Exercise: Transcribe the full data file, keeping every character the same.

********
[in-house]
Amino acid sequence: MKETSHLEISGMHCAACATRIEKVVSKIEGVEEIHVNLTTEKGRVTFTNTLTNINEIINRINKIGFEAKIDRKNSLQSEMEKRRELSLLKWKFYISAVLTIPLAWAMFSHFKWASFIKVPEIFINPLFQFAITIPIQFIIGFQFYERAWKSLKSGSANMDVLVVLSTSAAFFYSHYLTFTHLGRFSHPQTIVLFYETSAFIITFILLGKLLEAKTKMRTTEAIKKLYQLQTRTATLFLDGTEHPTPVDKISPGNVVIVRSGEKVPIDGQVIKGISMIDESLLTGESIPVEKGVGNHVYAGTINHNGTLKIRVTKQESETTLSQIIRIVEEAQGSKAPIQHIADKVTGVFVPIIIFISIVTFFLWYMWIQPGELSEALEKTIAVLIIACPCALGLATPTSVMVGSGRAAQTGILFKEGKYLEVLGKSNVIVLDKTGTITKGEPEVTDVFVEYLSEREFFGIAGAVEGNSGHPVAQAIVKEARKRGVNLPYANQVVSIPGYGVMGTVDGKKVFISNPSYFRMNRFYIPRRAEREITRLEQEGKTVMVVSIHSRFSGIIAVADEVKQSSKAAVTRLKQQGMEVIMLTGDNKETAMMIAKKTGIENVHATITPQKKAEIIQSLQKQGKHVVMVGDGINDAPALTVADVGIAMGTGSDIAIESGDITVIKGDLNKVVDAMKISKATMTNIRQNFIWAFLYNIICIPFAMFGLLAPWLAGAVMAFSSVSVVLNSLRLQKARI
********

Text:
[in-house]
Amino acid sequence: MKETSHLEISGMHCAACATRIEKVVSKIEGVEEIHVNLTTEKGRVTFTNTLTNINEIINRINKIGFEAKIDRKNSLQSEMEKRRELSLLKWKFYISAVLTIPLAWAMFSHFKWASFIKVPEIFINPLFQFAITIPIQFIIGFQFYERAWKSLKSGSANMDVLVVLSTSAAFFYSHYLTFTHLGRFSHPQTIVLFYETSAFIITFILLGKLLEAKTKMRTTEAIKKLYQLQTRTATLFLDGTEHPTPVDKISPGNVVIVRSGEKVPIDGQVIKGISMIDESLLTGESIPVEKGVGNHVYAGTINHNGTLKIRVTKQESETTLSQIIRIVEEAQGSKAPIQHIADKVTGVFVPIIIFISIVTFFLWYMWIQPGELSEALEKTIAVLIIACPCALGLATPTSVMVGSGRAAQTGILFKEGKYLEVLGKSNVIVLDKTGTITKGEPEVTDVFVEYLSEREFFGIAGAVEGNSGHPVAQAIVKEARKRGVNLPYANQVVSIPGYGVMGTVDGKKVFISNPSYFRMNRFYIPRRAEREITRLEQEGKTVMVVSIHSRFSGIIAVADEVKQSSKAAVTRLKQQGMEVIMLTGDNKETAMMIAKKTGIENVHATITPQKKAEIIQSLQKQGKHVVMVGDGINDAPALTVADVGIAMGTGSDIAIESGDITVIKGDLNKVVDAMKISKATMTNIRQNFIWAFLYNIICIPFAMFGLLAPWLAGAVMAFSSVSVVLNSLRLQKARI